Solar EPC Contracts Cannot be Composite as per GST, Rules Maharashtra Authority

In a recently issued order, the Maharashtra State Authority of Advanced Ruling (MSAAR) stated that the supply of turnkey engineering, procurement and construction (EPC) contract for the construction of a solar power project in which both goods and services are supplied cannot be interpreted as a composite (a mix of components which make up a solar project) supply contract. Instead GST will be applicable at individual component rates.

The Maharashtra State Authority of Advanced Ruling was responding to a petition filed by Giriraj Renewables. The company had petitioned the state authority seeking an advanced ruling on whether a turnkey EPC contract for construction of a solar project can be interpreted as a composite supply in terms of Central Goods and Services Tax (CGST).

The company had sought a ruling on whether the principle supply in such cases can be called “solar power generating system” which is taxable at 5 percent GST, and whether the benefit of this concessional rate of 5 percent GST for these solar power generating systems will be made available to the sub-contractors.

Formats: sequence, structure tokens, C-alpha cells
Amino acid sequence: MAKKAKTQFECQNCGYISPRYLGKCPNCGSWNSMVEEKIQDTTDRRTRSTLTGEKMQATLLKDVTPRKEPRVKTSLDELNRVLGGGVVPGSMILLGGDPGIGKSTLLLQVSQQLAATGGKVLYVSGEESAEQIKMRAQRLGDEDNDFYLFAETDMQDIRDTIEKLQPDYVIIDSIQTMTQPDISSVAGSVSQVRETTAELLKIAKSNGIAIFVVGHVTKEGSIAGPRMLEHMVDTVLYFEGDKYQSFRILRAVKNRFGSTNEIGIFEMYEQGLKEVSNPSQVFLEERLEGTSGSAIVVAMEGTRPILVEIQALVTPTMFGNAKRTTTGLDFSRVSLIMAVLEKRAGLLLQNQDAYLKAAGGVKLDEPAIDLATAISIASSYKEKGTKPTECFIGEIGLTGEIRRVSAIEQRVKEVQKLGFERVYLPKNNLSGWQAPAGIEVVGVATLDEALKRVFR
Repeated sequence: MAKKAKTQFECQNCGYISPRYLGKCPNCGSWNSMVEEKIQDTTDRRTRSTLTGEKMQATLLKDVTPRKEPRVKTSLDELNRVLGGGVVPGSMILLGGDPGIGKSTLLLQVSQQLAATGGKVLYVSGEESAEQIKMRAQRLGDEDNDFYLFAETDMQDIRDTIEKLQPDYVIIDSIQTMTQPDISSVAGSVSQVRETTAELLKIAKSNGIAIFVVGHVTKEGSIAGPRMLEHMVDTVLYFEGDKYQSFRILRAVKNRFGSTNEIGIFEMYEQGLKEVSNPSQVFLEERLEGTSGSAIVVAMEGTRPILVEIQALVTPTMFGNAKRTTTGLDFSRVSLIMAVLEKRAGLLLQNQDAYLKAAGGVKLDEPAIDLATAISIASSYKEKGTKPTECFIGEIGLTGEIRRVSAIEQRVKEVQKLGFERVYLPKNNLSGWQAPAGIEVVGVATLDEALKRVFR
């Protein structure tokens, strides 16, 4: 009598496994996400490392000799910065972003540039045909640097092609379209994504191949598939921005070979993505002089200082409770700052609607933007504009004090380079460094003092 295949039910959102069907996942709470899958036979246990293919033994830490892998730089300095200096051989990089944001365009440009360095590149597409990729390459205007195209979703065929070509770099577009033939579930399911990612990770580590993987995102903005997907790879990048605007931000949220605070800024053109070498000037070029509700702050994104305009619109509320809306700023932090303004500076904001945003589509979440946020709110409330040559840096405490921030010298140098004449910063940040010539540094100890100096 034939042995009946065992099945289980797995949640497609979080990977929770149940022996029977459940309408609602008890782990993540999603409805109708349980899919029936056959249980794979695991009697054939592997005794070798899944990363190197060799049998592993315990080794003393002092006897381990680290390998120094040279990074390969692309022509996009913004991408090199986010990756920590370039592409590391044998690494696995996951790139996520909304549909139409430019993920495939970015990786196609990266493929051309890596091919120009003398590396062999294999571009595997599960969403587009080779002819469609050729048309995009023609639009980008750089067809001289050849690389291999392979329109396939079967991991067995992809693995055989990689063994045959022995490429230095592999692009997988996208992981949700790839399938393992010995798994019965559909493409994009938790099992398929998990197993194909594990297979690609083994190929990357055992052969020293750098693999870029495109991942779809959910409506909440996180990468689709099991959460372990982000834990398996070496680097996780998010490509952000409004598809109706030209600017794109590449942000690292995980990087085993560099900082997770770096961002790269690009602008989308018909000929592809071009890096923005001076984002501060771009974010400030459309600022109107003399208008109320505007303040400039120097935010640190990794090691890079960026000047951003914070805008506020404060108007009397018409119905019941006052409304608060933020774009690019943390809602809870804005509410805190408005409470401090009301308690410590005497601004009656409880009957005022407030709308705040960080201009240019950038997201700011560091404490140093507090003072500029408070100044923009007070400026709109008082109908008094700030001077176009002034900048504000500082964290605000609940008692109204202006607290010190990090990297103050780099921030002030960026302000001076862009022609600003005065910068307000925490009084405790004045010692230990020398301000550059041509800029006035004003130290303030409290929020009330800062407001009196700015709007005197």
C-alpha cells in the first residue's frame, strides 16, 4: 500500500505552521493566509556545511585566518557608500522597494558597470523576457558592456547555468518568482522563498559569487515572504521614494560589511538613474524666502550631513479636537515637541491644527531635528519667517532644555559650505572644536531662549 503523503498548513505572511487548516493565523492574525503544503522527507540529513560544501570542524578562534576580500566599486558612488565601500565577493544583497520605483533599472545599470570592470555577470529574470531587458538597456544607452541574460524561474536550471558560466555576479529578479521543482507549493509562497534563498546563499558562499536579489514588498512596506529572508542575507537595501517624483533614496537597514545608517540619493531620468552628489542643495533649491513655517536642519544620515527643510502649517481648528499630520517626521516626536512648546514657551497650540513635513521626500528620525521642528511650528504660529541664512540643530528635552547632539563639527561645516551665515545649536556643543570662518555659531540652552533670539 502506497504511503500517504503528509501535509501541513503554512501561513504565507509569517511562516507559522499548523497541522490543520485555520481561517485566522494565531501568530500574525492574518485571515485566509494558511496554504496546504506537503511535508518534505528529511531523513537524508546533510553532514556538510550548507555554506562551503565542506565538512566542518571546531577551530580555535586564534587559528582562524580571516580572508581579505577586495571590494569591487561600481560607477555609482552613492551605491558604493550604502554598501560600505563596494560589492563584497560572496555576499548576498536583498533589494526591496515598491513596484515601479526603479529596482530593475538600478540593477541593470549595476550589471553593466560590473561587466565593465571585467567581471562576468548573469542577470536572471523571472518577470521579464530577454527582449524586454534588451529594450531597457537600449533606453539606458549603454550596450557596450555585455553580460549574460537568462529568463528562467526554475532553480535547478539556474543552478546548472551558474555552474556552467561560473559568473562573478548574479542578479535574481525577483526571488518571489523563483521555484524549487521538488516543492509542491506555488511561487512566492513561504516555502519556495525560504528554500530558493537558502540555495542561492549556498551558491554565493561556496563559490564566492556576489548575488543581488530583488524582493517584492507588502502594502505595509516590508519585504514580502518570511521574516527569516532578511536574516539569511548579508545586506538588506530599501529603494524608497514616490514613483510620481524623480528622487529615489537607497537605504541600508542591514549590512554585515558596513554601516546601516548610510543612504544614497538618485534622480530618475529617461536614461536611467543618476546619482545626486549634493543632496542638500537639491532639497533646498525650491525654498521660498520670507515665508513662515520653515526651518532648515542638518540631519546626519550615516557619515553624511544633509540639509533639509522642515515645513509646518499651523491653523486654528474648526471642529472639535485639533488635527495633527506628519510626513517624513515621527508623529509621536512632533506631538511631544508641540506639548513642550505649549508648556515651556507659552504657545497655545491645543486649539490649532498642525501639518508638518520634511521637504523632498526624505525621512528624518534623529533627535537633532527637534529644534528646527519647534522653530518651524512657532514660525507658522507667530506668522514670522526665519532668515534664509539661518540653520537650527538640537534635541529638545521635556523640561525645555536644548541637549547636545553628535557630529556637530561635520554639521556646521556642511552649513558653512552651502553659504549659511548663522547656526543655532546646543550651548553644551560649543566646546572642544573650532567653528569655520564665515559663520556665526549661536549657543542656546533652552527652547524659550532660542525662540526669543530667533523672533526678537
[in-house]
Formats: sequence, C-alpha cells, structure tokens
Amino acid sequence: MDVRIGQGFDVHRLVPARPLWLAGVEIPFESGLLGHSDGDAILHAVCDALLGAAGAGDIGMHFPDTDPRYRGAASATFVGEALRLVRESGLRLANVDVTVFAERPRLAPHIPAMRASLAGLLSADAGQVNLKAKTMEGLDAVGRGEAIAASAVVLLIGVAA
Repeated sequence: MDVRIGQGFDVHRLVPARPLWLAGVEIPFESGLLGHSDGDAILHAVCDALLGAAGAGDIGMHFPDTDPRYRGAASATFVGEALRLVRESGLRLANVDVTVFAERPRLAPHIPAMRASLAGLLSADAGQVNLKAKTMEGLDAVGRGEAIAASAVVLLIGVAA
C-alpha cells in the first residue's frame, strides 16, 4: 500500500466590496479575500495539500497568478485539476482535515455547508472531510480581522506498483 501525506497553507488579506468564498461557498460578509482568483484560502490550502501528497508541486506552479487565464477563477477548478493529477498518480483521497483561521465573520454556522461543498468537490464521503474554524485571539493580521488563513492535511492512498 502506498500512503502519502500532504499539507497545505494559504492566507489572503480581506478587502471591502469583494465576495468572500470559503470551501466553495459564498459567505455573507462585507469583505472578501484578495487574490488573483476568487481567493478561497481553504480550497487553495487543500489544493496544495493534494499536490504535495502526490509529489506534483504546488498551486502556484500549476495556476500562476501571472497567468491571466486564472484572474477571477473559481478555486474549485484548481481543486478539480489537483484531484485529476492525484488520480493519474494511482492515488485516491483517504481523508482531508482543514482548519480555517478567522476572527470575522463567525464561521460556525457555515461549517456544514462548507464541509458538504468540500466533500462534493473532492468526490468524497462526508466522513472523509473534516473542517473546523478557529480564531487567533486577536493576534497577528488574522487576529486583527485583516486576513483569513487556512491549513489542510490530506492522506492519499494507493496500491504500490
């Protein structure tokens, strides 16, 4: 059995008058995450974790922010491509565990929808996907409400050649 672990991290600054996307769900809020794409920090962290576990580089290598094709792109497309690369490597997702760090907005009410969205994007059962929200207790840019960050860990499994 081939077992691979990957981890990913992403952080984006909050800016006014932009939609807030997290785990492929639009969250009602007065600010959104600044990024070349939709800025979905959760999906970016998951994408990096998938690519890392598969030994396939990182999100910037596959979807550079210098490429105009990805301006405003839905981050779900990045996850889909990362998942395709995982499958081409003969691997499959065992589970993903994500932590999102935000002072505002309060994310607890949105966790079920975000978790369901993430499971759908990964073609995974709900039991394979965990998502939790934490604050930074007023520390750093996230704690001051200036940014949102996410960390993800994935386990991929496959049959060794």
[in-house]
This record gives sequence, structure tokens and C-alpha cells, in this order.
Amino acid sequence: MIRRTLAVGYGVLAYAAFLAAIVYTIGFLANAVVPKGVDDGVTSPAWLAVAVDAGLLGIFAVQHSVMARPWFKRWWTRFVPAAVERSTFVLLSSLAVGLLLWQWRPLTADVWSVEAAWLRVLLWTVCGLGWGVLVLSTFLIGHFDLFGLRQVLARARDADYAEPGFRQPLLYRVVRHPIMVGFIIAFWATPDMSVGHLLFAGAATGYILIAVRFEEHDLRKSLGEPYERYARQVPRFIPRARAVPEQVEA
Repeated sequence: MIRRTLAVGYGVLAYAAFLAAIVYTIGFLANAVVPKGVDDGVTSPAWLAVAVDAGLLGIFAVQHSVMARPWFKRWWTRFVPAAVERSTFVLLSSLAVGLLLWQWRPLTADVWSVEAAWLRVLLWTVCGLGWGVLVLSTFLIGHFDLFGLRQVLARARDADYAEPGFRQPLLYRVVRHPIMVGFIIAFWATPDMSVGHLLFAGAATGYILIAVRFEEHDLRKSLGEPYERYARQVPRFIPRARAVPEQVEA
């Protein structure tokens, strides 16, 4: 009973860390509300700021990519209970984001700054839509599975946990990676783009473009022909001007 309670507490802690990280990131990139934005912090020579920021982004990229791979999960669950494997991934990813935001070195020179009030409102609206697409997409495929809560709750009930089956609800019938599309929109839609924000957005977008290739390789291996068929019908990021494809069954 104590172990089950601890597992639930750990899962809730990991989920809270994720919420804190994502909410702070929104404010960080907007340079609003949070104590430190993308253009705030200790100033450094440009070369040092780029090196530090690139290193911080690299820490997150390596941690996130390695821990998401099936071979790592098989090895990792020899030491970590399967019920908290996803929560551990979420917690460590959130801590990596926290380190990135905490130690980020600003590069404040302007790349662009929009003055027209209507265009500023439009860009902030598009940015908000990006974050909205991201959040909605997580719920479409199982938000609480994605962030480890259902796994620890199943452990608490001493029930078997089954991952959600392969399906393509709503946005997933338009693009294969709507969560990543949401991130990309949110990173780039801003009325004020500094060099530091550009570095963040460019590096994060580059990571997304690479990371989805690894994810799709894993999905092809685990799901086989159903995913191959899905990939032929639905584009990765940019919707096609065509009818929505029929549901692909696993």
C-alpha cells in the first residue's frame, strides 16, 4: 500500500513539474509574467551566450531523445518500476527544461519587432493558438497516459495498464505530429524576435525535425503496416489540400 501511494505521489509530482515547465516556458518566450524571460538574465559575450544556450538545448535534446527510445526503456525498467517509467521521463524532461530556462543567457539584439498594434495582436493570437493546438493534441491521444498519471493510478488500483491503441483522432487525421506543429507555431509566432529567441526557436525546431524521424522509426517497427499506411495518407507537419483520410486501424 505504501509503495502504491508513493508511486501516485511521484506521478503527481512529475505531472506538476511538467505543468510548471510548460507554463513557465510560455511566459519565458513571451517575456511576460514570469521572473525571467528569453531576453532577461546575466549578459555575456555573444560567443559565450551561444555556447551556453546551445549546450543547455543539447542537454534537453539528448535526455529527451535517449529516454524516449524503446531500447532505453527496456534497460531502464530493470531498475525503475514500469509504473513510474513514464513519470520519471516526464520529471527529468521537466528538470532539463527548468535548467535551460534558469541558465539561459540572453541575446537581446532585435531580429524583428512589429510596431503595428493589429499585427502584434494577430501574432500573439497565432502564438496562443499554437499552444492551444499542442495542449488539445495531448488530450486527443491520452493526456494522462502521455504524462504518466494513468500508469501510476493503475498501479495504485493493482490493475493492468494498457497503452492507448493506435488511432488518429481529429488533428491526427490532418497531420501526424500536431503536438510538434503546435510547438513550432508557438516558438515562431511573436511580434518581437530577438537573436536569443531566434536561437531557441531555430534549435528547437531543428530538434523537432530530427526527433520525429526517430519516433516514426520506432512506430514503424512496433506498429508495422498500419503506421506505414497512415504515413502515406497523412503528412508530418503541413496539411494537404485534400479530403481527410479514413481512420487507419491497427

In its order, the Maharashtra State Authority of Advanced Ruling stated, “Since the transaction is treated as a work contract, there would be no relevance of principle supply.”

On the issue of benefits made available to sub-contractors, the state authority observed, “In the absence of documents, it is not appropriate to deal with this issue in the current proceedings.”

When contacted to comment on the development, Mercom’s source at a major EPC player in the renewable energy sector said, “The final applicable rates for solar power generating systems and other parts such as inverters, metal components and the like had been issued and they have been following the same for billing.”

This ruling will help remove various misconceptions and myths regarding GST taxation in the solar sector. In July 2017, GST rates for solar components were finalized, with GST rates expected to be 18 percent or more for some solar components and services, and 5 percent for solar modules. The tax schedule came with a statement that it will be subject to further vetting during which the list may undergo some changes.

Saumy Prateek Saumy is a senior staff reporter with MercomIndia.com covering business and energy news since 2016. Prior to Mercom, Saumy was a copy editor at Thomson Reuters. Saumy earned his Bachelors Degree in Journalism & Mass Communication from the Manipal Institute of Communication at Manipal University. More articles from Saumy Prateek.